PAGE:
Seo Blackhat on how to get Dugg, and a new web service for gaming Digg
For those of you who have never tried it out, SEO Blackhat is my favorite site for learning how to drive Internet traffic. This time he talks about how to get to the front page of Digg. And he proves his mettle by getting around 3000 diggs within the first day of the post. Looks like he’s done a new site design as well. This ties in nicely with my recent series about the Digg effect on my own blog.
I wish the blog comment spammers would read SEO Blackhat so they could learn how to drive traffic to their site effectively.
There’s also a breaking story about a new website called User/Submitter that seeks to match Digg users willing to pay $0.50 a click with content generators who are willing to pay $20 a submission + $1 a click. I think it’s well priced in the sense that most people wouldn’t be willing to spend that much on Digg submissions, which keeps the number of transactions down, which will keep this under the radar.
This service could be attractive to company that’s spent a good amount of cash on a viral marketing campaign (like shaveeverywhere) that hasn’t gone viral yet. How much are car companies spending on stupid campaigns like johnny.ca? Spending $1000-1500 on a web service like this is a much easier way to break the initial barrier when you’re waiting for your idea virus to find it’s audience.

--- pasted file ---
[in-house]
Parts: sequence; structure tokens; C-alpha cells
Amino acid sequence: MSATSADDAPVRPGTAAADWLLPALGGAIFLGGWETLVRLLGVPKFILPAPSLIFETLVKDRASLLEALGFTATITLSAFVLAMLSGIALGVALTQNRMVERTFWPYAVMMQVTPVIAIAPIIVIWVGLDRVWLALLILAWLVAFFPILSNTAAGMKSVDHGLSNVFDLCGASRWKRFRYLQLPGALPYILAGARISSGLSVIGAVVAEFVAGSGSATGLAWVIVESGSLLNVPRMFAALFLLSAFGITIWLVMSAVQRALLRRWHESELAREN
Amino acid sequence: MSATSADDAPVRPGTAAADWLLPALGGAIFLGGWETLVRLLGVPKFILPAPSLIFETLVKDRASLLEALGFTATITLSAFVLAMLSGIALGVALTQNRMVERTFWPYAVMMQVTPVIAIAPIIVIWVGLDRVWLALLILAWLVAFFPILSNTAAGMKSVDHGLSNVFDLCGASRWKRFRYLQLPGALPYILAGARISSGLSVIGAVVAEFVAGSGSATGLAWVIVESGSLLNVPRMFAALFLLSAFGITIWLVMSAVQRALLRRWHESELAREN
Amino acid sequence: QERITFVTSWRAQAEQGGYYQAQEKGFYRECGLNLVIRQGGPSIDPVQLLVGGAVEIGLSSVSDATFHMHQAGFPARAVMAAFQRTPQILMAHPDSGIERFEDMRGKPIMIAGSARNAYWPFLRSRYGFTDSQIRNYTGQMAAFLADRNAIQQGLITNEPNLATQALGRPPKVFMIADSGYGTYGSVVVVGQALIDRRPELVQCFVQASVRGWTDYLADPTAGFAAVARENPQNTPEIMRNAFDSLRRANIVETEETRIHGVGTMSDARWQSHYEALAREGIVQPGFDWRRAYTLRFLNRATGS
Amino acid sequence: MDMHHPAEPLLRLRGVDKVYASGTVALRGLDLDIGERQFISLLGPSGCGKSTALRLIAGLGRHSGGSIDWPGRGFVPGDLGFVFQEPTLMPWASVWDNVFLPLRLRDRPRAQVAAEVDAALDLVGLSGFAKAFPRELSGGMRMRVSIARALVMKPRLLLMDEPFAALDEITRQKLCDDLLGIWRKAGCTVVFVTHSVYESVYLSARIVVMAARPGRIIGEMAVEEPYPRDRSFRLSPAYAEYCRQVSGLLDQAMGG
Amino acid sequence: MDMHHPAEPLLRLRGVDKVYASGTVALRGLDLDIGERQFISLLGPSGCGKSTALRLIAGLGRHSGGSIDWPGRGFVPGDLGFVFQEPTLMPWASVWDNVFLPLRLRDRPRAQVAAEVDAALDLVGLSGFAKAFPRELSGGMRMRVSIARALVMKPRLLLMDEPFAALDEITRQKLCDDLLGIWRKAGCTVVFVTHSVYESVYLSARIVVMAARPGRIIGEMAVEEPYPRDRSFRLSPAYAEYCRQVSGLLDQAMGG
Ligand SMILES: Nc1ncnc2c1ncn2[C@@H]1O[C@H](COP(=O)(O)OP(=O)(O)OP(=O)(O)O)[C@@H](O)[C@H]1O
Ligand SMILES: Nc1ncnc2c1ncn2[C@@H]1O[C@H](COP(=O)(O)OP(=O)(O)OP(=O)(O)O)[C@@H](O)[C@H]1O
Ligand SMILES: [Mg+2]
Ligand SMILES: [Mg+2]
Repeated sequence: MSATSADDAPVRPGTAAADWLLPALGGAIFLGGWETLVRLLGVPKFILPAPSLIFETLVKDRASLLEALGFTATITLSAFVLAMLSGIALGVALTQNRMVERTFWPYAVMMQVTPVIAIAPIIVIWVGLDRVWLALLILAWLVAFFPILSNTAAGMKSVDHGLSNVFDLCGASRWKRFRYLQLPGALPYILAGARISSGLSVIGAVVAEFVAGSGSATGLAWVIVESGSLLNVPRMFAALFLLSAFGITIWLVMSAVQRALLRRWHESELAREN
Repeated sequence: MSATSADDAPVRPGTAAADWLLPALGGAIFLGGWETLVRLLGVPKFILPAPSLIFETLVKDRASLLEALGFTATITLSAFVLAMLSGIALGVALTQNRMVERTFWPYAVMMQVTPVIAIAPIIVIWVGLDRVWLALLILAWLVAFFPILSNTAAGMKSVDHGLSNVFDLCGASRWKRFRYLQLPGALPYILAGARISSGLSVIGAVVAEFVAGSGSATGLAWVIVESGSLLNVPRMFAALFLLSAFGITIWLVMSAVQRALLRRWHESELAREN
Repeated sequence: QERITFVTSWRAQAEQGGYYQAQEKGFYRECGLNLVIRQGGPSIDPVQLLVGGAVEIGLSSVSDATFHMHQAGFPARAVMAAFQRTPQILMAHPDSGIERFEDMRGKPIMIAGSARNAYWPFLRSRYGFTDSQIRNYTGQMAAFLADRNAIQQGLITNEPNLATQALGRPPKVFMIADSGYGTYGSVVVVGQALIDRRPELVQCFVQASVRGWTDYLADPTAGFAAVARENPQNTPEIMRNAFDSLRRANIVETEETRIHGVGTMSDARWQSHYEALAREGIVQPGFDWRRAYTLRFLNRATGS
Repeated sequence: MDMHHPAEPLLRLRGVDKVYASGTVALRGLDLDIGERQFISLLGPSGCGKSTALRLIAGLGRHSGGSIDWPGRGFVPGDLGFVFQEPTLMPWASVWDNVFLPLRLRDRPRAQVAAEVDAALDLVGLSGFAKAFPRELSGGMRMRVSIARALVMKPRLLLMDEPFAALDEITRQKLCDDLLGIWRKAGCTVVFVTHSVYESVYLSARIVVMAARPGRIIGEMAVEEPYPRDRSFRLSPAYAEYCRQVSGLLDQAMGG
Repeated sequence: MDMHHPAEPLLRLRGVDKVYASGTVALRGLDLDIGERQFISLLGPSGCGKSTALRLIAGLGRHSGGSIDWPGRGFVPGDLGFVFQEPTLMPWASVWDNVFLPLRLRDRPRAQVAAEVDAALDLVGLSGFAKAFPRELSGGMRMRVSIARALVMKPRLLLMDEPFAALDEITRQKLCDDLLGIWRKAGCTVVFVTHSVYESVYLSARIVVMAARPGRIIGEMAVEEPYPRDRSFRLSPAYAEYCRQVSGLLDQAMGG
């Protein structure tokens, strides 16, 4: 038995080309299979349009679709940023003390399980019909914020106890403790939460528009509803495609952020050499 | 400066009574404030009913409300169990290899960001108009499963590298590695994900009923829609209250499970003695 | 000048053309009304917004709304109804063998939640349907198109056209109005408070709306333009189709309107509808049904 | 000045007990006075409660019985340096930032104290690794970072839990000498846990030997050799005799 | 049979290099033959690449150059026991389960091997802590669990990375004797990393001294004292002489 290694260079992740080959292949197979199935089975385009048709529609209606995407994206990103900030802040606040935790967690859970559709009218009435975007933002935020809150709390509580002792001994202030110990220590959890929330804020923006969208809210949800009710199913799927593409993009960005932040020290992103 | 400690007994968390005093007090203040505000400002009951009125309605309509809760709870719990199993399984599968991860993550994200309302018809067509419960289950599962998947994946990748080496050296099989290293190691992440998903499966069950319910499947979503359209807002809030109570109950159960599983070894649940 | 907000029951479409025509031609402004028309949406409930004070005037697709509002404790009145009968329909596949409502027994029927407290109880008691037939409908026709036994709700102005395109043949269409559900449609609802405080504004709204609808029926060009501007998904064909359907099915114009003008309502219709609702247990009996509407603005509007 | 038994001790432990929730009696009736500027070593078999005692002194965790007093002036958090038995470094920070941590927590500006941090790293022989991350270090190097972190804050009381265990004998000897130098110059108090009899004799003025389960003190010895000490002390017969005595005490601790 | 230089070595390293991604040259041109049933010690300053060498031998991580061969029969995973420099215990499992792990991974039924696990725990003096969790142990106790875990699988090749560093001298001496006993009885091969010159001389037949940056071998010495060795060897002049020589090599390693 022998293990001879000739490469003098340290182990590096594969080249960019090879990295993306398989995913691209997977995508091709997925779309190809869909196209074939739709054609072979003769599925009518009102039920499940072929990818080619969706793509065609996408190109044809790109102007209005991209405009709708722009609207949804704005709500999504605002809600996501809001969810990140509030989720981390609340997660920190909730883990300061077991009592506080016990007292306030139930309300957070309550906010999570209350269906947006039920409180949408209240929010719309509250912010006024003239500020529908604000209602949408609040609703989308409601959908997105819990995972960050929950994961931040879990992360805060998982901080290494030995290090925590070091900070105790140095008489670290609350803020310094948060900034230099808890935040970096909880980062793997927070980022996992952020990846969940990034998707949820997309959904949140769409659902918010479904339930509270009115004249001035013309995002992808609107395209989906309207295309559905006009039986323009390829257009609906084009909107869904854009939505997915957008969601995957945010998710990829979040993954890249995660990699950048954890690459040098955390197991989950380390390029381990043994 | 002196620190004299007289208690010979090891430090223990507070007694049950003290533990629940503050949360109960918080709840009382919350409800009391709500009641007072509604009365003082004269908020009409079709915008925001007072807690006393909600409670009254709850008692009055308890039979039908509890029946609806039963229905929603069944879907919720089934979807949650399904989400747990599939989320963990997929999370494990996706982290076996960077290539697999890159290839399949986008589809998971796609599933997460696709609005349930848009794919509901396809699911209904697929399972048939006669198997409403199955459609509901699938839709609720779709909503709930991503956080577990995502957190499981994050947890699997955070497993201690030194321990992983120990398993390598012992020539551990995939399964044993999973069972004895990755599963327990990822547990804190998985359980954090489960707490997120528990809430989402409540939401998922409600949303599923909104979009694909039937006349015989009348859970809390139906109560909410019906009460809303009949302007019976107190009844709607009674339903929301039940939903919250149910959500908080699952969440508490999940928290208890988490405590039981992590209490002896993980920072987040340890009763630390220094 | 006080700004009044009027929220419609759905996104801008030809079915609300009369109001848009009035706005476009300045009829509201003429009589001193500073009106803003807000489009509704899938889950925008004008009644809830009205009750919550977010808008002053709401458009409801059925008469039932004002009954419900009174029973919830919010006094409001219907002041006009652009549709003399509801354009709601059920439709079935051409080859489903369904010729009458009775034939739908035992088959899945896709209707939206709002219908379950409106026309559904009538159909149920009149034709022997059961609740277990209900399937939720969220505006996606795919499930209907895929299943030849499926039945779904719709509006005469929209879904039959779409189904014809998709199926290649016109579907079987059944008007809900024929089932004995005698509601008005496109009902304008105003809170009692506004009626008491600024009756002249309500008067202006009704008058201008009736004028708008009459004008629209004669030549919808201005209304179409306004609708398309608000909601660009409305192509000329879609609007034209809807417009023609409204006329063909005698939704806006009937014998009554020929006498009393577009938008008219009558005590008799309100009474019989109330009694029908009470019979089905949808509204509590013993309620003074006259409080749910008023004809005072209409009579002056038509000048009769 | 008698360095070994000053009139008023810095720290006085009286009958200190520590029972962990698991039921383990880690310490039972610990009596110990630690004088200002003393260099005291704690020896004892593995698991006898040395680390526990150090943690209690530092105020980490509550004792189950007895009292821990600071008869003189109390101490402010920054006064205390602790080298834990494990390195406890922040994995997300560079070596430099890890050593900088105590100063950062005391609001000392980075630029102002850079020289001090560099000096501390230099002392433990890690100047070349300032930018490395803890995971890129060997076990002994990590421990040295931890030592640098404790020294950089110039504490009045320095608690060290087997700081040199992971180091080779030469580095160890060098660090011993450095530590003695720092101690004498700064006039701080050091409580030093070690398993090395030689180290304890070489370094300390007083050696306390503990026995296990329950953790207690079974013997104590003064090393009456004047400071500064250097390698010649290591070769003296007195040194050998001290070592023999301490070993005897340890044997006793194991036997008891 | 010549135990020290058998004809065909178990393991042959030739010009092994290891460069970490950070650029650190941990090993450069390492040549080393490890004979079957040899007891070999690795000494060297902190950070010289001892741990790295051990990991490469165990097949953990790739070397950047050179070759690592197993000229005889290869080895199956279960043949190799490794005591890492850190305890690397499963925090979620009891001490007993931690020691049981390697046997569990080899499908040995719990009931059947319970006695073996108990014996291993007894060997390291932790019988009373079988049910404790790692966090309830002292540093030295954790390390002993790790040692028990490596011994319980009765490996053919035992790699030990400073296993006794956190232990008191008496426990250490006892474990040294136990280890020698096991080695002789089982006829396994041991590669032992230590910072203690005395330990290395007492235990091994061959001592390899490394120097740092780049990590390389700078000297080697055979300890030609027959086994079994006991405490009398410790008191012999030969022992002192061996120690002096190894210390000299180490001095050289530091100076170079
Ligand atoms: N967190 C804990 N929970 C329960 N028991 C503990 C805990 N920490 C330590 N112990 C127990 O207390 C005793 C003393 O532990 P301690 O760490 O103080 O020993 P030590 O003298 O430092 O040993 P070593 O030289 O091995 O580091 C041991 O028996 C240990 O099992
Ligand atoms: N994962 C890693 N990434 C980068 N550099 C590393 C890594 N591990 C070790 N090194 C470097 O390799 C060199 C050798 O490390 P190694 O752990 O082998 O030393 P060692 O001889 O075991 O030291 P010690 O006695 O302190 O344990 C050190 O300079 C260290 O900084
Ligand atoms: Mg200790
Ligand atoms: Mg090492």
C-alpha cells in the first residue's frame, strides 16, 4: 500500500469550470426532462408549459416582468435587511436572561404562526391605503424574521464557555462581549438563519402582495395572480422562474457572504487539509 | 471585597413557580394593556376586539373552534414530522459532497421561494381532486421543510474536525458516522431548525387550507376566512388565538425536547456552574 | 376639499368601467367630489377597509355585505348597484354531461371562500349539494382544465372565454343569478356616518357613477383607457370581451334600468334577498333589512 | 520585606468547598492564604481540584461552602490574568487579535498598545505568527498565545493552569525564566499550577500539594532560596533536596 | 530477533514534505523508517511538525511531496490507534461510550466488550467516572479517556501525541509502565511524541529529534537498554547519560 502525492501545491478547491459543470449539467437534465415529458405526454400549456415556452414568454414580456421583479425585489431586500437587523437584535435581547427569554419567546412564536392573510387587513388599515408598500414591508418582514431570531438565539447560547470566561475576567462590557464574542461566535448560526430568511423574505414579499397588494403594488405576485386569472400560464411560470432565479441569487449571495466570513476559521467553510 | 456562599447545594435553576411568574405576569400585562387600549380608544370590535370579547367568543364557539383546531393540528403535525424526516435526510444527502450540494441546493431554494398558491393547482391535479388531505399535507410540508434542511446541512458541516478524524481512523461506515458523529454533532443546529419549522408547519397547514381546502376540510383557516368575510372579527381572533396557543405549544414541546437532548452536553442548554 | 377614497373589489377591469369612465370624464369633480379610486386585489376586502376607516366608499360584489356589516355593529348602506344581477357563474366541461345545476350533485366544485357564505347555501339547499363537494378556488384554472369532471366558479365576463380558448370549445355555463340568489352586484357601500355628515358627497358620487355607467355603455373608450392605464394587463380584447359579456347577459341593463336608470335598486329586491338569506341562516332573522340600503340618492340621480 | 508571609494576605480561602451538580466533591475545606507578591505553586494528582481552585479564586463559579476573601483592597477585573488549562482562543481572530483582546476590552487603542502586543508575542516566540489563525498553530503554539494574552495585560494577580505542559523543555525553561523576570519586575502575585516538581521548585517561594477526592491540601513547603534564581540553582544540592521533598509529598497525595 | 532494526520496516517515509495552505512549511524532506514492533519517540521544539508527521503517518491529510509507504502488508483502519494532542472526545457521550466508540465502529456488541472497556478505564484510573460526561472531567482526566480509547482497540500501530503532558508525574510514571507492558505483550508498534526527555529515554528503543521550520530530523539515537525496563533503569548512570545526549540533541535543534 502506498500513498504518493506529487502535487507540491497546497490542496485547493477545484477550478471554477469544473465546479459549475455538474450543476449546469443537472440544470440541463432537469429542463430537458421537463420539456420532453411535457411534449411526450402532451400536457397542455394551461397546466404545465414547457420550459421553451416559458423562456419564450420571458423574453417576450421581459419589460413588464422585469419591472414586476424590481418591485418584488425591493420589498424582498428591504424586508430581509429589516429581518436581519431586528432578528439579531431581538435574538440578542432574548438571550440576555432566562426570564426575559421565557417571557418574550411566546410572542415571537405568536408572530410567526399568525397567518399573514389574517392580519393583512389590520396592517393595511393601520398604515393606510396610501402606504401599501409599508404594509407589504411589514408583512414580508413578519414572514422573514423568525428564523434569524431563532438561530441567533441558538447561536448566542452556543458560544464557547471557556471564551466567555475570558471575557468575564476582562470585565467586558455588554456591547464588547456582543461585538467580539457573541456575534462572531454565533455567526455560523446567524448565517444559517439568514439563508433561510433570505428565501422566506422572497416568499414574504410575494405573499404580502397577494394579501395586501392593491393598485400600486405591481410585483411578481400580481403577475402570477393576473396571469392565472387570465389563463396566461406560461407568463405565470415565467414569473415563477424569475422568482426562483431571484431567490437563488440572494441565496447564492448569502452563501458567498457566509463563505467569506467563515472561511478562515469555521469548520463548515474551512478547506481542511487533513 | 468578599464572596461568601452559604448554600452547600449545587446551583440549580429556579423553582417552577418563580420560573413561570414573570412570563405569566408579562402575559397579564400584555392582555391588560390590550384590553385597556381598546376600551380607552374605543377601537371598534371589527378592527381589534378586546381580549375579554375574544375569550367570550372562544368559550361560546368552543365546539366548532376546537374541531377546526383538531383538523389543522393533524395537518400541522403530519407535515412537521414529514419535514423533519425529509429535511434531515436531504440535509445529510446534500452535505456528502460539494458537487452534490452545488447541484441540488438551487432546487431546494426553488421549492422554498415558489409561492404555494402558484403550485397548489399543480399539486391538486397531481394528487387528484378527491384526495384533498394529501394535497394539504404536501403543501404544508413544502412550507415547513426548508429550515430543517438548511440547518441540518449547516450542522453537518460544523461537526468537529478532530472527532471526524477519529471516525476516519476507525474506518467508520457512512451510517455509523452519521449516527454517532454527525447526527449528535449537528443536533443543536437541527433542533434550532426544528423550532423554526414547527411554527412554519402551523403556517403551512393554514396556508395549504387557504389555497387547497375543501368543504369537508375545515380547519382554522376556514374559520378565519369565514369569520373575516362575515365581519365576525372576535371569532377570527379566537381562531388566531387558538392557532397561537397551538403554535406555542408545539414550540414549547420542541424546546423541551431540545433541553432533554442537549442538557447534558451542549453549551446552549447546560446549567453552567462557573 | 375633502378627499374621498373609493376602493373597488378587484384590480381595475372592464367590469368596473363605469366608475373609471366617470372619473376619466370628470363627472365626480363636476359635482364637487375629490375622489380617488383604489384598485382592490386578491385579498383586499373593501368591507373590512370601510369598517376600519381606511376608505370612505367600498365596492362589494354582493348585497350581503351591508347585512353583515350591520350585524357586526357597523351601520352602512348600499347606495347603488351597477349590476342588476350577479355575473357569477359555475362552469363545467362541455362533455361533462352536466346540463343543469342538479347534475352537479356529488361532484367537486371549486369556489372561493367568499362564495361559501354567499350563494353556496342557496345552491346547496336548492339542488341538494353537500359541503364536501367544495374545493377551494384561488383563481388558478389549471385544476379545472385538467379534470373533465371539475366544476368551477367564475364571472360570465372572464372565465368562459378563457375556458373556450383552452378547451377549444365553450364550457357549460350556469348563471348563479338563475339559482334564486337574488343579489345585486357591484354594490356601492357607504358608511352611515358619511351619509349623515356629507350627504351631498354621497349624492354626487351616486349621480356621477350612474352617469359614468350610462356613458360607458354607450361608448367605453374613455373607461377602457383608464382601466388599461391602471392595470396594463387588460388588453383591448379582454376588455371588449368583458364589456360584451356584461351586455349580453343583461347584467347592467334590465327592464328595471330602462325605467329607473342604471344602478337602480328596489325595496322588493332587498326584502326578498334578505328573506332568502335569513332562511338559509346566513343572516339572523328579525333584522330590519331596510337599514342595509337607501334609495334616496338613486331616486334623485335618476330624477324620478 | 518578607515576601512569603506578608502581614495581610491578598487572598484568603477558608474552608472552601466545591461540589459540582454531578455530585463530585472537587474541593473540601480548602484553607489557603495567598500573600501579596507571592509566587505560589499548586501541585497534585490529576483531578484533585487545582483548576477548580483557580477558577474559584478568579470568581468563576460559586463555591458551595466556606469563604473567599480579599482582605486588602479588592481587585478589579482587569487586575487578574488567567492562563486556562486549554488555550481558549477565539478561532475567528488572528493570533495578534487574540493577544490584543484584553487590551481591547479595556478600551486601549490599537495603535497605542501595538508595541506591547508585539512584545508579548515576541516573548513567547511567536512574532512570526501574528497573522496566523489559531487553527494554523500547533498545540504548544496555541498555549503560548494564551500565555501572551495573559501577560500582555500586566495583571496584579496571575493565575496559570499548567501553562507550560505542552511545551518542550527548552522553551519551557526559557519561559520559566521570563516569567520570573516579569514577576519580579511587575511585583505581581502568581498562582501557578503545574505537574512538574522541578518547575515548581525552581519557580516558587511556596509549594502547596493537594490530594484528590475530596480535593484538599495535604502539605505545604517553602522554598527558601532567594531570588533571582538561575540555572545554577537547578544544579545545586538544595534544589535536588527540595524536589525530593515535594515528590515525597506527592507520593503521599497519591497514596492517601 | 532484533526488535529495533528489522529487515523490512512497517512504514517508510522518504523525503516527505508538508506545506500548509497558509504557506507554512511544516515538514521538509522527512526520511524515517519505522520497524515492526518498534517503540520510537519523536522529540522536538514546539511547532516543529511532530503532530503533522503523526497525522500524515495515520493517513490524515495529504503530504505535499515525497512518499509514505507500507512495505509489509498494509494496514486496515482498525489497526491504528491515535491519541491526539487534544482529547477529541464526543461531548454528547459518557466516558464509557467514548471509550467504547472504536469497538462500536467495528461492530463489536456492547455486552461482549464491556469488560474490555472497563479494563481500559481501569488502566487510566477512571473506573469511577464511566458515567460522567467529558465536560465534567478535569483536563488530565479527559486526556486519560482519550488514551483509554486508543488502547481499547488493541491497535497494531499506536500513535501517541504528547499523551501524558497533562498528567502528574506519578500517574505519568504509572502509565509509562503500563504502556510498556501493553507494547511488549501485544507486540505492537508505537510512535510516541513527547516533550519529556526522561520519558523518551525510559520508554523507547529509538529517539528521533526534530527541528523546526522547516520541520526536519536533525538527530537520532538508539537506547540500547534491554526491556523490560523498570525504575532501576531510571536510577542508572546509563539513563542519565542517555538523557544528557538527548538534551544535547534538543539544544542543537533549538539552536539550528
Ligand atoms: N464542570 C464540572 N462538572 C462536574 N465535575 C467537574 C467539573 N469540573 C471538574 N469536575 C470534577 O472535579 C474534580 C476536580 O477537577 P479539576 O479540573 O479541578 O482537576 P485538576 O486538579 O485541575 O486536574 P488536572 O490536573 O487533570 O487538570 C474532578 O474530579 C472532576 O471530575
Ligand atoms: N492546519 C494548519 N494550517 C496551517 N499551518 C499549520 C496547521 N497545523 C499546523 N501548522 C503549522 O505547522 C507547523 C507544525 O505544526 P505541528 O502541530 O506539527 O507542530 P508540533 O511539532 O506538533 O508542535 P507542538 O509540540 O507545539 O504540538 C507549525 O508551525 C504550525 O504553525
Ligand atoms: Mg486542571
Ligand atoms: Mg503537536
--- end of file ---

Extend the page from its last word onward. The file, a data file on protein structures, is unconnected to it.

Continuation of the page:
(Obviously I’m not above the idea of companies spending money or giving swag to receive press on the Internet)
Will the service be easy to track? Only if people are Digging crap, and a lot of it. If they’re smart the User/Submitter service will filter users so that the same people aren’t always digging the same stories — make the traffic look as natural as possible. If the user base is big enough and the pay submission sites aren’t complete crap then tracking down the pattern using algorithms should be very difficult.
However, what I think will really happen is that there’ll be enough people creating various bot accounts on User/Submitter who will get caught, that will in turn create a ripple effect that can be followed.
I think the social engineering approach works a lot better for most people who want to get to the front of Digg. Know your audience, find the social site that targets that audience, and then build your link bait. Interesting that both of these stories are breaking on the same day. Probably unrelated, but I wouldn’t put it past Quadzilla…
>> Spam Digg for only $20 (inaccurate headline)
 And if they aren’t smart, then at least they can sell the domain name to an S&M service for tech professionals.
 Although the required Pay Pal account will knock out 90% of the idiots who will try to spam User/Submitter.